Conflict update: April 19 2017

Hey! So, instead of finishing this and posting it at 11:58 like I usually do, tonight I’m going to try, you know, not doing that, and hopefully being asleep at 11:58 instead. I’d like to make that the new normal with these posts going forward, but we’ll see.

SYRIA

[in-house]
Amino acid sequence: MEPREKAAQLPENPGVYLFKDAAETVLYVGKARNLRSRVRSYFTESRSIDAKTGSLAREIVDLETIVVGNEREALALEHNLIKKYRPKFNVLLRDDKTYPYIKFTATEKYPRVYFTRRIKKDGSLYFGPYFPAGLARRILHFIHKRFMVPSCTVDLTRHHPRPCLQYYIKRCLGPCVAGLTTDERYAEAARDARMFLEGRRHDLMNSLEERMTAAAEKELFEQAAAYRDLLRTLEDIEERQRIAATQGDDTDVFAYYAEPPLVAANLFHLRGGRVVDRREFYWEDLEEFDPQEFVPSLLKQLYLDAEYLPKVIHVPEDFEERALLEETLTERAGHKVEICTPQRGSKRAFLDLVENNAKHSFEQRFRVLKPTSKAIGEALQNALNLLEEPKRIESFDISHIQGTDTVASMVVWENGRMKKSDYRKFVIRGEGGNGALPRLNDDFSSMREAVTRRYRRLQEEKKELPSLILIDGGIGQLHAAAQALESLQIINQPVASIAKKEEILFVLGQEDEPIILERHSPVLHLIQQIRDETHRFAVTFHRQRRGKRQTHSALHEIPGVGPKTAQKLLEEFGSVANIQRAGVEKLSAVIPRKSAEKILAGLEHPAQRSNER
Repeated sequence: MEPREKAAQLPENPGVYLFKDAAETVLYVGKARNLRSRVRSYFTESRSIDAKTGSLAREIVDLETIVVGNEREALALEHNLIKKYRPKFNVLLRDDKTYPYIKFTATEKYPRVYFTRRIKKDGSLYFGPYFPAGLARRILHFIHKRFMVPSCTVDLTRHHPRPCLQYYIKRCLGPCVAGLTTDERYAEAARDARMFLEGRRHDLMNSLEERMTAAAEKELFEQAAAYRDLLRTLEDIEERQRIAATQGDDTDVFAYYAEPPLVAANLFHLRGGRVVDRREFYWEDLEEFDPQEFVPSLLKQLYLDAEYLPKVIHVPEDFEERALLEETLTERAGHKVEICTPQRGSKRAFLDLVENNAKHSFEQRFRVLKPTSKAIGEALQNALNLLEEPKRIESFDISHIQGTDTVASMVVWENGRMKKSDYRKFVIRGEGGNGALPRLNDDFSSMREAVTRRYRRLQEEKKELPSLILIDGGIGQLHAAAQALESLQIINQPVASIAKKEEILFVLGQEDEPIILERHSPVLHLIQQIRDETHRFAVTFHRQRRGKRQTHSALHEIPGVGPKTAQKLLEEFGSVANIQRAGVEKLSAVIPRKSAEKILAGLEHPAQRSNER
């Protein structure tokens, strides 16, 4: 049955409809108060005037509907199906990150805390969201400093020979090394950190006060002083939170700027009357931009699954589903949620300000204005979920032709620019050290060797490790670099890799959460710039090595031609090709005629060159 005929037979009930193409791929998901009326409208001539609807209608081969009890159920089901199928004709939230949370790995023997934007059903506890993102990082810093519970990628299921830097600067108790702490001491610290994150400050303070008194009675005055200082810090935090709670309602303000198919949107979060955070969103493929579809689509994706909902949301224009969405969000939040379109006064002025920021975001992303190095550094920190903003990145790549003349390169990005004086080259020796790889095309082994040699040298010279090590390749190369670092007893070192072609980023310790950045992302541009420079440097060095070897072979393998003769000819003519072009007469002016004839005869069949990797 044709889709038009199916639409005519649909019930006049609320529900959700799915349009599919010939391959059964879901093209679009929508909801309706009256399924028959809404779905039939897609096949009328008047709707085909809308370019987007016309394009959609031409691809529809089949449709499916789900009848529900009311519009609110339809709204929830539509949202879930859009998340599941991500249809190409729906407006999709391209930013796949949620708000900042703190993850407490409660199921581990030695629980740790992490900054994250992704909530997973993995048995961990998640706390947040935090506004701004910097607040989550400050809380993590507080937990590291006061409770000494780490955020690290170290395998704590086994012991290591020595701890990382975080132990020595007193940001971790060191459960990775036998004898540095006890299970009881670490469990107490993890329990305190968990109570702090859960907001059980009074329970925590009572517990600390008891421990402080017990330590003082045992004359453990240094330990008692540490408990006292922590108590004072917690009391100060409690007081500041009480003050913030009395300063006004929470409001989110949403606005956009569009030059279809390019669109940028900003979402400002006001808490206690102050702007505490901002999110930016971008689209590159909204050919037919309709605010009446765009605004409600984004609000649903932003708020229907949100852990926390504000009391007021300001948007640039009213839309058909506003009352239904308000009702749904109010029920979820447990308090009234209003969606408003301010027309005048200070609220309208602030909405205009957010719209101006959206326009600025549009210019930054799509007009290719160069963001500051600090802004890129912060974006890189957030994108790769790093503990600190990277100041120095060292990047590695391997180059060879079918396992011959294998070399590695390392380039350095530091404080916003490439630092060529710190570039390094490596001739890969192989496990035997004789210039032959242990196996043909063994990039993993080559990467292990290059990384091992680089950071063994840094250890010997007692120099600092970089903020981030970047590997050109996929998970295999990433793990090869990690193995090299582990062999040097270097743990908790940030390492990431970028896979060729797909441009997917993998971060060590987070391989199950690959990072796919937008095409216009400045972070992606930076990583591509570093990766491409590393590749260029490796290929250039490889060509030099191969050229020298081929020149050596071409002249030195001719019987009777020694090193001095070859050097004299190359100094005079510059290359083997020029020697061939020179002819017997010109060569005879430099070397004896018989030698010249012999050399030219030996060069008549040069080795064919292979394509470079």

At The Nation, James Carden asks whether we, and the media in particular, have rushed to judgment in in blaming Bashar al-Assad for the April 4 chemical weapons attack in Khan Shaykhun. This is a difficult discussion to have in an environment that rewards the confident take over nuance almost every time, but I think Carden makes a compelling case that there has been a rush to judgment, while at the same time I also believe that the preponderance of evidence supports the conclusion that Assad did it. The thing is that “preponderance of evidence” isn’t that high a standard, especially in a situation where there isn’t all that much hard evidence–at this point I think we can fairly confidently say that sarin or something very much like it was used in Khan Shaykhun, but most of the rest of the story is still up in the air to one degree or another. And “preponderance of evidence” certainly seems like too low a standard when we’re talking about justifying military action, though certainly the US has historically trudged off to war over even less.